6. Will this apply to defamation and privacy cases? The judge recognised that these raised separate issues as well as common ones. He said that it does not automatically follow that applications in respect of such websites would succeed.

7. Does this open the door to content filtering injunctions against online intermediaries? No. The legality of content filtering injunctions is being considered by the EU Court of Justice in the SABAM v Scarlet and SABAM v Netlog cases. Mr Justice Arnold specifically distinguished the blocking injunction sought by the studios on the basis that it was clear, precise and merely required BT to implement an existing technical solution which it already employed for a different purpose.

8. What can an ISP be required to do? At a general level the court held, applying the recent CJEU decision in L’Oreal v eBay, that an injunction can require a service provider not only to take steps to prevent the continuation or repetition of infringements of which the service provider has actual knowledge, but to take measures which contribute to preventing further infringements of that kind.

Specifically the court decided that BT should be required to use its Cleanfeed system to block the whole Newzbin2 site on the basis of IP addresses and/or URLs, as notified by the studios to BT going forward. However the full details have yet to be worked out and will be the subject of a further hearing in October. The outcome of the October hearing may prove to be just as interesting as the main decision, as the court and the parties grapple more closely with the technical issues involved in site blocking. Significantly, the judge stated that if Newzbin2 had had a substantial proportion of non-infringing content, then it might have been appropriate to require the rightsowners to supply ongoing daily lists of URLs corresponding to specific infringing items, rather than IP addresses and/or URLs for the whole site.

9. Will the same apply to other ISPs? The studios have said that they will seek orders against other ISPs to block Newzbin2. Any arguments in those cases are likely to focus on whether the ISP in question has the technical capability to implement blocking.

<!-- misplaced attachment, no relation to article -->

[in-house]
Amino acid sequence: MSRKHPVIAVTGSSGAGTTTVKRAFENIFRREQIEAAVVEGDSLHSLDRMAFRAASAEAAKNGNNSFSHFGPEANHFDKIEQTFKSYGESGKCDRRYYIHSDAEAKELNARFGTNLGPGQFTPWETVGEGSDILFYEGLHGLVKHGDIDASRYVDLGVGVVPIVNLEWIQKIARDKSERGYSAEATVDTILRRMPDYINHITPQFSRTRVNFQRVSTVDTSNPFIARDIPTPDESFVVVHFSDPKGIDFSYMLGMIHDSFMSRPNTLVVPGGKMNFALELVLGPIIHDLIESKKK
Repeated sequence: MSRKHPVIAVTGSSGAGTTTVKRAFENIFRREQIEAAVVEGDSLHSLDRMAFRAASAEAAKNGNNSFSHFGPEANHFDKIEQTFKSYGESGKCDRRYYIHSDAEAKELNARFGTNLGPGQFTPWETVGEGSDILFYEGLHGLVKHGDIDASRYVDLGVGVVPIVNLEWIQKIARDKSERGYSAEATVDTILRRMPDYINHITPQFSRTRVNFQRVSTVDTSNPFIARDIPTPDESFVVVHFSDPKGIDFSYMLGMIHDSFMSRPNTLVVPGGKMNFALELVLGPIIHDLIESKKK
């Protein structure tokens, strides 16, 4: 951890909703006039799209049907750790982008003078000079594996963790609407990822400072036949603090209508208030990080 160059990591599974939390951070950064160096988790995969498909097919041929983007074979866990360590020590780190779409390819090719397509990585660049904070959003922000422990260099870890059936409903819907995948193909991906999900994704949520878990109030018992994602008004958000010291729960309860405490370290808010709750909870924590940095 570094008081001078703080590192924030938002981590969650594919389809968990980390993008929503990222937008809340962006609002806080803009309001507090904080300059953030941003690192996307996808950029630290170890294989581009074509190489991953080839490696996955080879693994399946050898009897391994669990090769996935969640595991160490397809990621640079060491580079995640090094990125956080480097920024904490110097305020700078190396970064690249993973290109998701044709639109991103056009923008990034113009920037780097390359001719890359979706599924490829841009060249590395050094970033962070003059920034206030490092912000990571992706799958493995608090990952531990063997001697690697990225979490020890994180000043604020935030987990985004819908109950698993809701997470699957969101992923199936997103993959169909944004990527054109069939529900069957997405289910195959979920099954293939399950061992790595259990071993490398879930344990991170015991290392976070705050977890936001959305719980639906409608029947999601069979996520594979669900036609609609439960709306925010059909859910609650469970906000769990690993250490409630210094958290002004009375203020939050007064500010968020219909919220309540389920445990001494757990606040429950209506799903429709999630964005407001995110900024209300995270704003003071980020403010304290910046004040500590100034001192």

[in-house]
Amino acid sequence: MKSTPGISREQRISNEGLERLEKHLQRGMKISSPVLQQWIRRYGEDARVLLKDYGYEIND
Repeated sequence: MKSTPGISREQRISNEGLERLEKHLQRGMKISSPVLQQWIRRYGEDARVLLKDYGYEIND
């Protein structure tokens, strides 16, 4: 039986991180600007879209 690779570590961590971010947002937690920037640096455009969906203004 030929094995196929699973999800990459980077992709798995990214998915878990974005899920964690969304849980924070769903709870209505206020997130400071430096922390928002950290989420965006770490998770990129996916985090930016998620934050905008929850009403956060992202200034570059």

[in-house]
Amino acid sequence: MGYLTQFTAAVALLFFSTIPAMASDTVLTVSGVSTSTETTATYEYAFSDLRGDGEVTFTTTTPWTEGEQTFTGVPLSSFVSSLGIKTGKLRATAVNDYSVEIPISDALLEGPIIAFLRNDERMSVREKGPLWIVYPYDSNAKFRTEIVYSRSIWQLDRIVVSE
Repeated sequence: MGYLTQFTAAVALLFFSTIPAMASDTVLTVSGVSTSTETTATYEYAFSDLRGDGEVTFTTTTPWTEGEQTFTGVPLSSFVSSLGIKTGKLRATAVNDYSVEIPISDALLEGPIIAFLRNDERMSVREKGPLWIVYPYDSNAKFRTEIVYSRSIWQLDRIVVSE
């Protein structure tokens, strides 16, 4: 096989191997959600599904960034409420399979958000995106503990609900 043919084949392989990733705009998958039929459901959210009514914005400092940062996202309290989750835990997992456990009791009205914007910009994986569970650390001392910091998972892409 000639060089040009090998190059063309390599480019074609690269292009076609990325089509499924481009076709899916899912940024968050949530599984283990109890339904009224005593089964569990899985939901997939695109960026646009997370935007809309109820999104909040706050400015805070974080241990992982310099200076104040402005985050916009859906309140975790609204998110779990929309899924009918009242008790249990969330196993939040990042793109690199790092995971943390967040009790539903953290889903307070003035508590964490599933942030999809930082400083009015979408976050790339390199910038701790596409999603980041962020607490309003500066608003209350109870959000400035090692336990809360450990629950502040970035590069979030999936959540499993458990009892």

10. Who pays? So far that is unclear. The normal practice when issuing injunctions against third parties who are not wrongdoers, such as in Norwich Pharmacal cases, is that the applicant pays both the legal and compliance costs of the third party. The judge hinted at similarities with Norwich Pharmacal orders. The question of who pays will be determined at the resumed hearing in October.

Thursday, 28 July 2011

The long arm of digital copyright

[Note significant changes as a result of the Supreme Court judgment and CJEU judgment in NLA v Meltwater, discussed here, which reverse the judgment of the Court of Appeal described here. (9 June 2014)]

The NLA v Meltwater case decided yesterday by the English Court of Appeal illustrates how, as an accidental by-product of digital technology, the reach of copyright is significantly greater online than it ever was in the hard copy world. 

The Court of Appeal found that public relations agency recipients of Meltwater’s e-mail and online news clippings service would not be protected from copyright infringement by a licence from the Newspaper Licensing Agency that covered Meltwater’s scraping and distribution activities. 

The agencies themselves, when receiving and reading the e-mails or accessing Meltwater’s website, engaged in a separate activity restricted by copyright, so would require their own licence.  The same applied when they followed links from the e-mails so as to access newspaper websites, since the newspaper websites’ terms and conditions permitted only personal and/or non-commercial use.

The appeal was brought by the Public Relations Consultants Association, which had intervened in proceedings brought by the NLA against Meltwater.  The PRCA’s detailed defences were emphatically rejected by the Court of Appeal.  But the PRCA also ran a more fundamental argument that goes to the heart of the increasingly apparent problems with the scope of digital copyright.